Friday, November 28, 2008

Friends of the Family

Friends often play an important role in our lives, and the friends of our parents, grandparents, and ancestors may show up in their writings, collected letters, and photo boxes. Friends and family often have a shared history that is worth exploring. The article, "Friends of the Family," offers a few suggestions for researching friends and possibly sharing treasured stories.

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Thursday, November 27, 2008

Partnership brings new features

Announced in a recent press release . . . and just in time for Christmas, The Generations Network, Inc., operators of and other genealogy web sites, has teamed its virtual storytelling service,, with a photo-sharing site,, to provide user tools for creating custom photo books, calendars, and posters., launched a year ago as Ancestry Press but recently rebranded. Founded in 2002 and headquartered in Mountain View, Califormia, operates a photo sharing site.

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My Heritage teams with FamilyTree DNA

MyHeritage, the genealogy social networking web site, is offering users a "cheek scraper" DNA test for under £100, as reported recently in the Guardian (UK). The site is teaming up with FamilyTreeDNA to help identify living relatives with common ancestors. According to the article, Israeli-based MyHeritage's 27 million registered members, who are mostly in the English-speaking world, use the site to document their family trees and research missing connections or relatives.

A Y-chromosome test identifies paternal descent, while a mitochondrial DNA test shows the maternal line, and both cost $129 (£87). A combined test, for men, is $219. The DNA test can identify if a member has Native American, African or Jewish ancestors and trace relatives to a migration map of the US, the article says. Both MyHeritage and FamilyTreeDNA are "keen to emphasise" that records are not shared or published and are held securely.

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Wednesday, November 26, 2008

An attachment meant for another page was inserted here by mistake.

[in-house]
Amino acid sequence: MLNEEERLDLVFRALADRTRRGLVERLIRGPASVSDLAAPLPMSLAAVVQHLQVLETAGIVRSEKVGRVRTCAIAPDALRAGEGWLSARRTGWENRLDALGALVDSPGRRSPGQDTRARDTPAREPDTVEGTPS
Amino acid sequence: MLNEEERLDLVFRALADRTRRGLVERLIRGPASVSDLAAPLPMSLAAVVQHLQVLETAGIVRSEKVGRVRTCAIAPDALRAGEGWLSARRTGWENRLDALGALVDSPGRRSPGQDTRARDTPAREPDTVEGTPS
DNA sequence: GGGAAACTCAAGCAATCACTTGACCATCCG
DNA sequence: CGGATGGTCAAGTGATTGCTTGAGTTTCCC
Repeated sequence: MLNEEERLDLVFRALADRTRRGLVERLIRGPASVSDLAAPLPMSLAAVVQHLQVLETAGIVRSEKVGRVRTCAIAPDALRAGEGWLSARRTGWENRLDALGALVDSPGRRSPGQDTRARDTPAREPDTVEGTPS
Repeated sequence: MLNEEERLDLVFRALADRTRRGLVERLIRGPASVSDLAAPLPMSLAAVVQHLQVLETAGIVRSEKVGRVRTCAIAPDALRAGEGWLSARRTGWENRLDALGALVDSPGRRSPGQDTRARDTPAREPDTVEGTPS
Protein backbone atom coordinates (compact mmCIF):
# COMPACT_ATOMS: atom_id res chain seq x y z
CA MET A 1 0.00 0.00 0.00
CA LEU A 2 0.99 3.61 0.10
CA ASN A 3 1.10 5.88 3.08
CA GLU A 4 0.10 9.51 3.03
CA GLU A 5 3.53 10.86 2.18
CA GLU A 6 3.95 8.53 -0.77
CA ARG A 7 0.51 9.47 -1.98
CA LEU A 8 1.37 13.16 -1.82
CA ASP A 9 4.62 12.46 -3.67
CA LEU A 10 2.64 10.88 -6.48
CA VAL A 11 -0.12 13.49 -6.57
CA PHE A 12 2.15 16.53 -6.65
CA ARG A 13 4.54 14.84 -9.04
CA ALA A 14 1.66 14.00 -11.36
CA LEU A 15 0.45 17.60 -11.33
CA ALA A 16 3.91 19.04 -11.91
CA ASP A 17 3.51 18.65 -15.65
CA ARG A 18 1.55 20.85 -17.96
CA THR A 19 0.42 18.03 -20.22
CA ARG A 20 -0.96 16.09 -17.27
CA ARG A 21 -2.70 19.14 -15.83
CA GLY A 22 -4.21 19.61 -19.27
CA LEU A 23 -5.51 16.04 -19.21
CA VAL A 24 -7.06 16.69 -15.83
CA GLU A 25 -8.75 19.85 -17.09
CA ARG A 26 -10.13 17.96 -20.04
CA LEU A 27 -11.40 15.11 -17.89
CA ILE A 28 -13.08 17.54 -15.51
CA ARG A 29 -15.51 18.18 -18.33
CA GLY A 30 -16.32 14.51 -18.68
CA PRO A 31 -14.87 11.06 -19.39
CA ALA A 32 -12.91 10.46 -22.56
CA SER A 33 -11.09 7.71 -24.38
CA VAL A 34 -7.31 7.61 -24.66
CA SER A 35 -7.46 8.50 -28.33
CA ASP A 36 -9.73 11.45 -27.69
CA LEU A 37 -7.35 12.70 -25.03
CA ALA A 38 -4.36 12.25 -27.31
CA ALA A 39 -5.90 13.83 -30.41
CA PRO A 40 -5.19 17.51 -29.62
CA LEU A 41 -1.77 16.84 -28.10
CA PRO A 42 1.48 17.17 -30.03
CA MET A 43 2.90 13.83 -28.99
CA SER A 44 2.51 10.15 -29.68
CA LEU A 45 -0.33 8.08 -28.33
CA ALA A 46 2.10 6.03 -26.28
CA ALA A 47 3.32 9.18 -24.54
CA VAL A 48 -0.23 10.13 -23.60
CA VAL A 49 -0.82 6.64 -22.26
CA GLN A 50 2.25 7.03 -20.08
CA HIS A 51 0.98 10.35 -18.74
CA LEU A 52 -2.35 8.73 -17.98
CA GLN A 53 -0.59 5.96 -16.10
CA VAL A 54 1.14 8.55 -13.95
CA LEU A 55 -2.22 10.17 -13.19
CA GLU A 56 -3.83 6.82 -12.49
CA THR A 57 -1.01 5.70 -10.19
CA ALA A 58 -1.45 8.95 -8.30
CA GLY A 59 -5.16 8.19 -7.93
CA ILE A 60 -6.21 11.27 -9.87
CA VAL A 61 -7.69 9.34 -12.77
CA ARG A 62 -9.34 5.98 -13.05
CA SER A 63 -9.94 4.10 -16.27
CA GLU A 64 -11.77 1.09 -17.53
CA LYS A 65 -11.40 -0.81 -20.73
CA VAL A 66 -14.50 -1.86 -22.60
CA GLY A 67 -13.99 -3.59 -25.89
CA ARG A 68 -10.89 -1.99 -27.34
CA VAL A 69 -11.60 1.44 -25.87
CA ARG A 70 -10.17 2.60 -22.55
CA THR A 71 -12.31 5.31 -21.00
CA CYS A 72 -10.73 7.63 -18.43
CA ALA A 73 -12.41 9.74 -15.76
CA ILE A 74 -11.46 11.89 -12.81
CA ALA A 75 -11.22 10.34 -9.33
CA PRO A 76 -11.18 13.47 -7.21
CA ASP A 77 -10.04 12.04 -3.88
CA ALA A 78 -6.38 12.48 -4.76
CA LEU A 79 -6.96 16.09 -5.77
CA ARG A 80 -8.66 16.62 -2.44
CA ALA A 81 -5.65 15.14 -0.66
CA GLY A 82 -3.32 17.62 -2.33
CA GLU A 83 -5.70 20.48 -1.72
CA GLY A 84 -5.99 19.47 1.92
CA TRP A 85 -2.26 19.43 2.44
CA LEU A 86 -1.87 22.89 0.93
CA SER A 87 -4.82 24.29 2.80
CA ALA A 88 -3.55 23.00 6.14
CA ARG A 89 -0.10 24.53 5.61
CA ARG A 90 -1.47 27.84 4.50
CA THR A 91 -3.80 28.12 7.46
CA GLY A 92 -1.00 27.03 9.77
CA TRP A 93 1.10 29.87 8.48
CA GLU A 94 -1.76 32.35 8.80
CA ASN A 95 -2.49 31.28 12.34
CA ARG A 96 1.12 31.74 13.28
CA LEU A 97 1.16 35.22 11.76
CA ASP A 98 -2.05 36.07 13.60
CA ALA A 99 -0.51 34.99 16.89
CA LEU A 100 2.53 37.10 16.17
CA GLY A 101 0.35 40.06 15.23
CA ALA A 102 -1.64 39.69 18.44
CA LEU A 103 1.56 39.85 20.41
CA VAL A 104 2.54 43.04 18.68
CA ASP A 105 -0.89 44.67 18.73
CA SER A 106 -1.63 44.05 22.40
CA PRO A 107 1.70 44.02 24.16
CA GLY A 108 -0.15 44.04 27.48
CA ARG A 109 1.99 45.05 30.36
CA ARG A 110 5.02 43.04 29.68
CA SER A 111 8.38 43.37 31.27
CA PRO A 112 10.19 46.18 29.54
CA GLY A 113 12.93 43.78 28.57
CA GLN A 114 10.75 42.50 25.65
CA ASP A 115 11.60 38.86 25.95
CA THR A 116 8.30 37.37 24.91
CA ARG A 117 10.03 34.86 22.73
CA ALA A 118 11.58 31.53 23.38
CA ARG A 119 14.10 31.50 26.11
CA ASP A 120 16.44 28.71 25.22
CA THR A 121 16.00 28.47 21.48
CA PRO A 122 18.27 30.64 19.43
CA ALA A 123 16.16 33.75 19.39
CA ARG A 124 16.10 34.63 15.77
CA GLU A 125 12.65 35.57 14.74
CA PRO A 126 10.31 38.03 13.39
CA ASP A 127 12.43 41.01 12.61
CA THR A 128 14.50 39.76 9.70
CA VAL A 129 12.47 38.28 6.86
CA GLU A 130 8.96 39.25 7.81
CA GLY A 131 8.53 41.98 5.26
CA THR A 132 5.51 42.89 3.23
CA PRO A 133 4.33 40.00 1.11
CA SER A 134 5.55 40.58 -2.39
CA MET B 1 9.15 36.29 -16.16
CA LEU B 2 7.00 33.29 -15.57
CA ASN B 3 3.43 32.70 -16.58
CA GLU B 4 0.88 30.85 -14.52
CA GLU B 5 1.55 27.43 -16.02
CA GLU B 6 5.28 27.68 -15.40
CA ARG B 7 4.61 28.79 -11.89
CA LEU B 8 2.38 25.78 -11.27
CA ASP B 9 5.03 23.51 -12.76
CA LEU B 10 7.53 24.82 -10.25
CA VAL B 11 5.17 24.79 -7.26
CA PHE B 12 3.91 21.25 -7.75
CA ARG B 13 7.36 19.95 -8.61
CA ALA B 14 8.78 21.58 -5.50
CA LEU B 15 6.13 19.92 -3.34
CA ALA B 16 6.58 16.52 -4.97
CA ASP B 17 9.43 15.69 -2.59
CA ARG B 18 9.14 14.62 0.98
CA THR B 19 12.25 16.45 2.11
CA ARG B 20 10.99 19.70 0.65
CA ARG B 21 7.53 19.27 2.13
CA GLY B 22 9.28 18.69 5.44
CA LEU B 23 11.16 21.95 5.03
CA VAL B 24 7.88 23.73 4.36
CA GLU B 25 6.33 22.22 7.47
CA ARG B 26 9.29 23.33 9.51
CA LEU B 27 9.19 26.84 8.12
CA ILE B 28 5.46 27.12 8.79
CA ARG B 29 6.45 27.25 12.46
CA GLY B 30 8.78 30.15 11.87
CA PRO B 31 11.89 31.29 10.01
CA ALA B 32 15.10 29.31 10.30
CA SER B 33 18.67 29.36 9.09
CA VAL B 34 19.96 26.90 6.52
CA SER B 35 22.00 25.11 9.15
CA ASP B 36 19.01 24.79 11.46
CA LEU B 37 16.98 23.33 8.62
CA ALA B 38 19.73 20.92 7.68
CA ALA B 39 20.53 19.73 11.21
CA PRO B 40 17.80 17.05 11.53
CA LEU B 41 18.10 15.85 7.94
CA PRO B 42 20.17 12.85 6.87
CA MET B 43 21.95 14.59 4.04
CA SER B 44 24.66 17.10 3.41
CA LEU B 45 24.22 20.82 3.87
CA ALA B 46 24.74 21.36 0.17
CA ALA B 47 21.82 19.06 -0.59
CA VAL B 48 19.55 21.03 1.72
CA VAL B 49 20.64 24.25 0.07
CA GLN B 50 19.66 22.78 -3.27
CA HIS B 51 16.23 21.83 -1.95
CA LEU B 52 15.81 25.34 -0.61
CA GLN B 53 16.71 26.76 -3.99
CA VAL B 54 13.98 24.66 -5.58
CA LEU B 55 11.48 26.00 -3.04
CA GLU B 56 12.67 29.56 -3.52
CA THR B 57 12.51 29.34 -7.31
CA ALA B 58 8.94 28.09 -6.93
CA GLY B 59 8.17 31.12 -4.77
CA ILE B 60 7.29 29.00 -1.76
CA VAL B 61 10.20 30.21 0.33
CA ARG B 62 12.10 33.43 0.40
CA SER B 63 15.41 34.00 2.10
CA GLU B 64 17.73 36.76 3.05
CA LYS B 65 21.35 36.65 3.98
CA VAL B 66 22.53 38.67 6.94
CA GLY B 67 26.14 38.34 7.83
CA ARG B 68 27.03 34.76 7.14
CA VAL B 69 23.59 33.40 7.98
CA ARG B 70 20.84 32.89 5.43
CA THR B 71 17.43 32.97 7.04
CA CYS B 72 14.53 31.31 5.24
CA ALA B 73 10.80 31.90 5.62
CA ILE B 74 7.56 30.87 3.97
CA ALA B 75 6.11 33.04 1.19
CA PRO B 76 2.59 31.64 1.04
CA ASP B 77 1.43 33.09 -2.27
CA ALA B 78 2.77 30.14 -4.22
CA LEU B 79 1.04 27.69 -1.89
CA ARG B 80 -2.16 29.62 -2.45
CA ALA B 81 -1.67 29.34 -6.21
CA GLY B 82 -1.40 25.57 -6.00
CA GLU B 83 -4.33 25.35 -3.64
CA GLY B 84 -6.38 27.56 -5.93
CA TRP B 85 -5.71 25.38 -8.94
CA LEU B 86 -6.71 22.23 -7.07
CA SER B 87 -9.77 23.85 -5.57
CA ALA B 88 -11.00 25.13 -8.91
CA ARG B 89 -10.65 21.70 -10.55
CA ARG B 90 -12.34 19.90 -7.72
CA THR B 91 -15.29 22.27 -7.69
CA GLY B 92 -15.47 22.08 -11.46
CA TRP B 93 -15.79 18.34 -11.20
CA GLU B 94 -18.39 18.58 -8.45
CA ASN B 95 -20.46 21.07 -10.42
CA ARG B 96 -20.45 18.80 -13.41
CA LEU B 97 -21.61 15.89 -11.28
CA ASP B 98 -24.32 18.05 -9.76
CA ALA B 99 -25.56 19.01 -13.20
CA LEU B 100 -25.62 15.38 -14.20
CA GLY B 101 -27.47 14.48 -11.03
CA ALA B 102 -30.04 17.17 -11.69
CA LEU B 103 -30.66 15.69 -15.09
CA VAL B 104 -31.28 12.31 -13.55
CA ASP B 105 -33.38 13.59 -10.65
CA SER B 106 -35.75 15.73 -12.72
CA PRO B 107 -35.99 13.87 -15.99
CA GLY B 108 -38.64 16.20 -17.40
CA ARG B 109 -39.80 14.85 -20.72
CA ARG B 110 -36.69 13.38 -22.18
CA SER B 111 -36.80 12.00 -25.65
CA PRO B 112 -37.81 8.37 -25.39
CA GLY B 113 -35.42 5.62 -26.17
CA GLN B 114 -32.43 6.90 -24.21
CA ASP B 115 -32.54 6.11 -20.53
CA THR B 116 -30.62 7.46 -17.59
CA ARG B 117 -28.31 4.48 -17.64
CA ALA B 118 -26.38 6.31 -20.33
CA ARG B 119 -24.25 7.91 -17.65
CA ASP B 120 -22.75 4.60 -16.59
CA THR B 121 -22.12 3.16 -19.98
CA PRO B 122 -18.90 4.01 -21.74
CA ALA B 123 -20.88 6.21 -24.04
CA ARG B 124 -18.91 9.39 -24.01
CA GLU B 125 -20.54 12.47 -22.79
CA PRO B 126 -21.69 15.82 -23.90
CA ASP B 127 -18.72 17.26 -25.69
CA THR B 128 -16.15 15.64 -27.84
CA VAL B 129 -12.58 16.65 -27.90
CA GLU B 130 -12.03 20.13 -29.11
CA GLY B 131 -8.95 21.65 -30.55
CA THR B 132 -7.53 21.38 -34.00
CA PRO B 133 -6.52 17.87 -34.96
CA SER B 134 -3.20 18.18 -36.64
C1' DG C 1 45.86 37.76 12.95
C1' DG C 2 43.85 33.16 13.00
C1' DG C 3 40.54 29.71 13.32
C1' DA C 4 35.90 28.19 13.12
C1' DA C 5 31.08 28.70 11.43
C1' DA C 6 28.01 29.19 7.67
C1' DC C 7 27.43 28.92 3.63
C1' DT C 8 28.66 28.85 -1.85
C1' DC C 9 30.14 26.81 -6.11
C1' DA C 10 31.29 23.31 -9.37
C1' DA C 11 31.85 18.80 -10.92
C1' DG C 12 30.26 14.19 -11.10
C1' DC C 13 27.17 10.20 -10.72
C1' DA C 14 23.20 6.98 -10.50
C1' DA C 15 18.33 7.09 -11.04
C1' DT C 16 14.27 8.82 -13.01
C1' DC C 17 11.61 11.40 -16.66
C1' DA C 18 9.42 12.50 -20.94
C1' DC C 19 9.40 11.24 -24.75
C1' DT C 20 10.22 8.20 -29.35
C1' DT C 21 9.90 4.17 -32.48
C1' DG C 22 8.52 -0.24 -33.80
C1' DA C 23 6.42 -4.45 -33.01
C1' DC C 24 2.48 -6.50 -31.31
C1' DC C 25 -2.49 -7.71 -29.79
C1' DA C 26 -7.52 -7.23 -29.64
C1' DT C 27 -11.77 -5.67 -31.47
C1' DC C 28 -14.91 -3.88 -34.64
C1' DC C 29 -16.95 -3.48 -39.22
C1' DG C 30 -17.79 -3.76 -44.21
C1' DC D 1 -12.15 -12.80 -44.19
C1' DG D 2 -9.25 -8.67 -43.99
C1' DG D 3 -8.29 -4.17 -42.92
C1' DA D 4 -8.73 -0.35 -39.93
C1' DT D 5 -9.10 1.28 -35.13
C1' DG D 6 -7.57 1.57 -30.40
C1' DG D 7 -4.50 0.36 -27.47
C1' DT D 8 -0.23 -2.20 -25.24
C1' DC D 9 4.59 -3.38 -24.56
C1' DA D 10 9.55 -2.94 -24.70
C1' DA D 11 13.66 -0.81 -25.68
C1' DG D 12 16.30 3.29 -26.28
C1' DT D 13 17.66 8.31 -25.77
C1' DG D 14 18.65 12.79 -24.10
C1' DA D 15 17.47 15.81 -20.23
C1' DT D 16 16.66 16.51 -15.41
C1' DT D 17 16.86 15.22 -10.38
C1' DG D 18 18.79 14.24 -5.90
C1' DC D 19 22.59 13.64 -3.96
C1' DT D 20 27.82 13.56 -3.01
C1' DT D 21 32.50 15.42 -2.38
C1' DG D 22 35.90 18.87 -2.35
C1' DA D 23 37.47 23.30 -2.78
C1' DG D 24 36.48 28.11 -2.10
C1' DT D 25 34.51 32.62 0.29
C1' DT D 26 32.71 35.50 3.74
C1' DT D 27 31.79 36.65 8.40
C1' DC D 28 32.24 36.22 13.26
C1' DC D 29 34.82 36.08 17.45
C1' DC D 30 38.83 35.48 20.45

Lexicons of Lost Lifestyles: Meanwhile, Back at the Ranch

GenWeekly would like to welcome its newest writer, Jean Wilcox Hibben. Jean has published widely, and we are pleased to have her as part of the GenWeekly staff. In her first GenWeekly article, "Lexicons of Lost Lifestyles: Meanwhile, Back at the Ranch," Jean shares with us the historical origins of some everyday terms we take for granted.


Friday, November 21, 2008

New Orleans Interments

Death and burial rituals may differ dramatically between countries, among cultures, and among religions. New Orleans, because of its location and varied culture, has always had unique and interesting cemeteries and customs. In her article, "New Orleans Interments," Judy Rosella Edwards explores burial practices in New Orleans during the mid-1800s when disease was rampant, and offers ideas and resources for research.

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Thursday, November 20, 2008

How about YOUR Personal History?

This time of year when we are encouraged to gather our family health history, it's also a good time to think about other aspects of our own personal history. As family history researchers we are so busy recording the histories of our ancestors, we may neglect our own. And you don't have to do it all in one sitting. In her article, "Your Personal History," Gena-Philibert Ortega offers suggestions and resources to help you get started. As the article points out, your descendants will be interested to know your life and times, as much as you are interested to in those of your ancestors.